everyone else is Beating The System, why aren't you?

some blog which is higher-traffic than mine (and whose proprietress is wearing some serious blue eyeshadow) has decided to get in on the joys of legal-yet-questionable scamming, and has posted a really lovely dissection of some buy-and-return projects.

These are obviously quite a bit higher on the scale than, say, rewording your sandwich order so that you pay only half the list price, but don't worry - I'm not jealous of her superior BTS skills. In fact, I accidentally discovered a superfabuloso way to get totally free money, turned out to be kind of amazing in its simplicity but will probably get you arrested.

The story is, I was visiting Boston a while ago and stopped in at a J. Crew, where I bought a cashmere sweater that honestly I couldn't afford but it was so soft and so cuddly and such a really pretty shade of blue that I gave in to whatever weakness of will and credit card debt be damned I paid for the thing. But upon my return to New York my head had cleared, and I realized this was an utterly frivolous purchase and that not only did I not need a $200 cashmere sweater but I wouldn't ever wear it anyway, since only rarely do I venture outside of my safe colors of black, navy blue, and very dark grey (cf. the ease with which I could become goth).

So I brought the sweater to a J. Crew down the street from my office, and after waiting in line and drooling over whatever skirts and dresses were on display, the sales assistant and I discovered that somewhere in space between Massachusetts and New York, and somewhere in time between three weeks earlier and right then, I had lost my receipt. "No problem!" chirped the affable saleslady. "I can issue you store credit instead!" And proceeded to give me a J. Crew gift card good for $216 and change.

Here is the thing: Massachusetts does not have sales tax. New York does. I paid $200, and I got $216 back. And it's money that I probably would have spent anyway, over, say, the course of a year, since I like J. Crew and they have kickass sales (in fact over the 10 or so months since this whole thing occurred that $216 has turned into several pairs of quite attractive shoes and a whole bunch of t-shirts and underwear). And that tax refund was just free money out of thin air. Or out of J. Crew's coffers. Whatever.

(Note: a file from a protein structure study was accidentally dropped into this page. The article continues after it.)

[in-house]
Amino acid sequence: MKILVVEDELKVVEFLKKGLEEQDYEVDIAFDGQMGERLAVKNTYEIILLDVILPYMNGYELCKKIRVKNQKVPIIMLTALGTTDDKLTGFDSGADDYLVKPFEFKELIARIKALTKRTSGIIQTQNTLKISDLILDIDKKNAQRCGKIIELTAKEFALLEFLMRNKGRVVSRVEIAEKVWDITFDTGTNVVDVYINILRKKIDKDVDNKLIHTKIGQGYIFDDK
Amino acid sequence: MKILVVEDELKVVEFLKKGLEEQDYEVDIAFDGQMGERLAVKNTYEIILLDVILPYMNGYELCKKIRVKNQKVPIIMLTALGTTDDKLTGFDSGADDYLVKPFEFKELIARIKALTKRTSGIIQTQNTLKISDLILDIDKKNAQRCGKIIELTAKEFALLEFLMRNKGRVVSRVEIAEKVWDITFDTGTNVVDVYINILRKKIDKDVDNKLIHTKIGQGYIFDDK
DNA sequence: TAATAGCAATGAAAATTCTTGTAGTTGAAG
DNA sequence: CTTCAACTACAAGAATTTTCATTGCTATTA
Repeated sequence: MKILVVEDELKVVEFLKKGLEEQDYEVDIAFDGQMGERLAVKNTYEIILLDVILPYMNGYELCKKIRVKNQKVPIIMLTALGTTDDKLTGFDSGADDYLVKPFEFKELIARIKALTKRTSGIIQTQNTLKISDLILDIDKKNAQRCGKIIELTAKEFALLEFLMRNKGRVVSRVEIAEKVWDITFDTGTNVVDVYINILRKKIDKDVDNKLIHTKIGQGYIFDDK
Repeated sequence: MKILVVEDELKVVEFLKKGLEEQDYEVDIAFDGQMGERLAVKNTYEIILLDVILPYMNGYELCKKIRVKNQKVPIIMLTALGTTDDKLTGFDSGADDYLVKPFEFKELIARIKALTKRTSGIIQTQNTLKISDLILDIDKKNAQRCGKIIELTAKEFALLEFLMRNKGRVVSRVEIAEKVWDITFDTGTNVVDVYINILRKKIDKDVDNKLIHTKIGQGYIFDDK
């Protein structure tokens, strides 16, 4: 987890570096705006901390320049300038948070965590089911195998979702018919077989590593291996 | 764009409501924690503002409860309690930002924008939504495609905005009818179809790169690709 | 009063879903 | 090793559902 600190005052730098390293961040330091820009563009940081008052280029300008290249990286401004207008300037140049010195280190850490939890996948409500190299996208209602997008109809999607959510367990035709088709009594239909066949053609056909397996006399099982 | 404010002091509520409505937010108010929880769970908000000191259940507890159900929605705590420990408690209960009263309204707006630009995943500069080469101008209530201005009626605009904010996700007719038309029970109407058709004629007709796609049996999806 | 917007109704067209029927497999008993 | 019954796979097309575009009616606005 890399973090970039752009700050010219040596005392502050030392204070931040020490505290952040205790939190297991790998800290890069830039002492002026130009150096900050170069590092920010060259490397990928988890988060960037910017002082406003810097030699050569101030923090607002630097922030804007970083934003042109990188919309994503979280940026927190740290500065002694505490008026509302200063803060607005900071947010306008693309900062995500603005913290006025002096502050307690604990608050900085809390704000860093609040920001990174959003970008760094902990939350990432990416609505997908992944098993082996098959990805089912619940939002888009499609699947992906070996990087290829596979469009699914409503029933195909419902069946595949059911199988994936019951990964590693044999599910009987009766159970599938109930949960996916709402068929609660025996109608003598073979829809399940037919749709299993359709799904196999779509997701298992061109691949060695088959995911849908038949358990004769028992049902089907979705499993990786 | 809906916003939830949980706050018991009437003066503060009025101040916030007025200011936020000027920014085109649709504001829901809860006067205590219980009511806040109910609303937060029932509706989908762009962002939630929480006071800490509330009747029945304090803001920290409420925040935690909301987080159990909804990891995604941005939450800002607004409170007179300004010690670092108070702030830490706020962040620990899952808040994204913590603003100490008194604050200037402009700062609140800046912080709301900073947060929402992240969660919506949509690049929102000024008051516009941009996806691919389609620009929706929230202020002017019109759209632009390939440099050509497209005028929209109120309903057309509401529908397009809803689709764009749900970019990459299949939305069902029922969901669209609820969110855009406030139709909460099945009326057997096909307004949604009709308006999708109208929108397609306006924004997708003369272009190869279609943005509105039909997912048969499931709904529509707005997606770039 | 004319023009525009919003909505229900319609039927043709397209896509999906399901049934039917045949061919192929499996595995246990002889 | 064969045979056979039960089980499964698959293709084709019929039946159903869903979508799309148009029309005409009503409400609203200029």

Anyway, as I said it's probably totally illegal. And since you're Transporting Goods Across State Lines With Intent To Return Them For Store Credit, likely a federal crime at that. But ooooh that feeling of victory is juicy.

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James said...

Isn't it likely that the money is coming, not from J. Crew's coffers, but from the government? J. Crew gives you $200 plus $16 that they claim to have paid the government, reducing their tax burden by $16.

helen said...

in that case i feel both less guilty and more illegal.

when i'm taken to court, james, will you represent me?

LJD said...

There's a slight problem with your story; I happen to know, thanks to my stint in retail, that Massachusetts charges sales tax on clothing items exceeding $125. So you must have paid $3.75 tax, and thus only made a $12.25 profit...still, not too shabby.

J. Crew sweaters, however, ARE surprisingly shabby. Love their pants, their shirts last forever, but the sweaters, in my experience, fall apart like cheap pieces of crap. To further validate your decision.